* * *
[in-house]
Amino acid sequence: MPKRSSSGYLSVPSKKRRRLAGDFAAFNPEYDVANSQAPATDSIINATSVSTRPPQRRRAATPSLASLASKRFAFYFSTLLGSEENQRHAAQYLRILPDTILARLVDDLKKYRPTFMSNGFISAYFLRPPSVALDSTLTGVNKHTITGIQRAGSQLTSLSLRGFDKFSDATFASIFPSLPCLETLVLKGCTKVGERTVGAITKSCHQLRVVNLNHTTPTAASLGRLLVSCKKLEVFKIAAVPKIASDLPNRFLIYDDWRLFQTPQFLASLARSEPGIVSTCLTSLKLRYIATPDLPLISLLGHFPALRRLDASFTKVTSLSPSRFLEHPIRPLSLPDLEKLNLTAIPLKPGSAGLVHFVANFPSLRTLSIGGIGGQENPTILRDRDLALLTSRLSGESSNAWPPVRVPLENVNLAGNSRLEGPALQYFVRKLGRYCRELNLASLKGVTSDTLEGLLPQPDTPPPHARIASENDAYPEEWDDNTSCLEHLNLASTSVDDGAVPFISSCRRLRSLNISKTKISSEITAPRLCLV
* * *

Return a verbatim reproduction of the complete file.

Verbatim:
[in-house]
Amino acid sequence: MPKRSSSGYLSVPSKKRRRLAGDFAAFNPEYDVANSQAPATDSIINATSVSTRPPQRRRAATPSLASLASKRFAFYFSTLLGSEENQRHAAQYLRILPDTILARLVDDLKKYRPTFMSNGFISAYFLRPPSVALDSTLTGVNKHTITGIQRAGSQLTSLSLRGFDKFSDATFASIFPSLPCLETLVLKGCTKVGERTVGAITKSCHQLRVVNLNHTTPTAASLGRLLVSCKKLEVFKIAAVPKIASDLPNRFLIYDDWRLFQTPQFLASLARSEPGIVSTCLTSLKLRYIATPDLPLISLLGHFPALRRLDASFTKVTSLSPSRFLEHPIRPLSLPDLEKLNLTAIPLKPGSAGLVHFVANFPSLRTLSIGGIGGQENPTILRDRDLALLTSRLSGESSNAWPPVRVPLENVNLAGNSRLEGPALQYFVRKLGRYCRELNLASLKGVTSDTLEGLLPQPDTPPPHARIASENDAYPEEWDDNTSCLEHLNLASTSVDDGAVPFISSCRRLRSLNISKTKISSEITAPRLCLV